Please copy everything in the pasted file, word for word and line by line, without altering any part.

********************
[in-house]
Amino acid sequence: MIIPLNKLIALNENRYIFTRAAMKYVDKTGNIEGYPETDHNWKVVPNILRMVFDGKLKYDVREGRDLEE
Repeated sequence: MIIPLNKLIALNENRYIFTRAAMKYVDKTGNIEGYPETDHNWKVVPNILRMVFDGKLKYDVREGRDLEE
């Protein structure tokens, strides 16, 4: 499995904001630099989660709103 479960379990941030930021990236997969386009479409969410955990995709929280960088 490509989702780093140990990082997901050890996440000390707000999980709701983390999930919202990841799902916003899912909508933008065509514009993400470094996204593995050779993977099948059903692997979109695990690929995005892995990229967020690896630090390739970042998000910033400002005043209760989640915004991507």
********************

[in-house]
Amino acid sequence: MIIPLNKLIALNENRYIFTRAAMKYVDKTGNIEGYPETDHNWKVVPNILRMVFDGKLKYDVREGRDLEE
Repeated sequence: MIIPLNKLIALNENRYIFTRAAMKYVDKTGNIEGYPETDHNWKVVPNILRMVFDGKLKYDVREGRDLEE
């Protein structure tokens, strides 16, 4: 499995904001630099989660709103 479960379990941030930021990236997969386009479409969410955990995709929280960088 490509989702780093140990990082997901050890996440000390707000999980709701983390999930919202990841799902916003899912909508933008065509514009993400470094996204593995050779993977099948059903692997979109695990690929995005892995990229967020690896630090390739970042998000910033400002005043209760989640915004991507």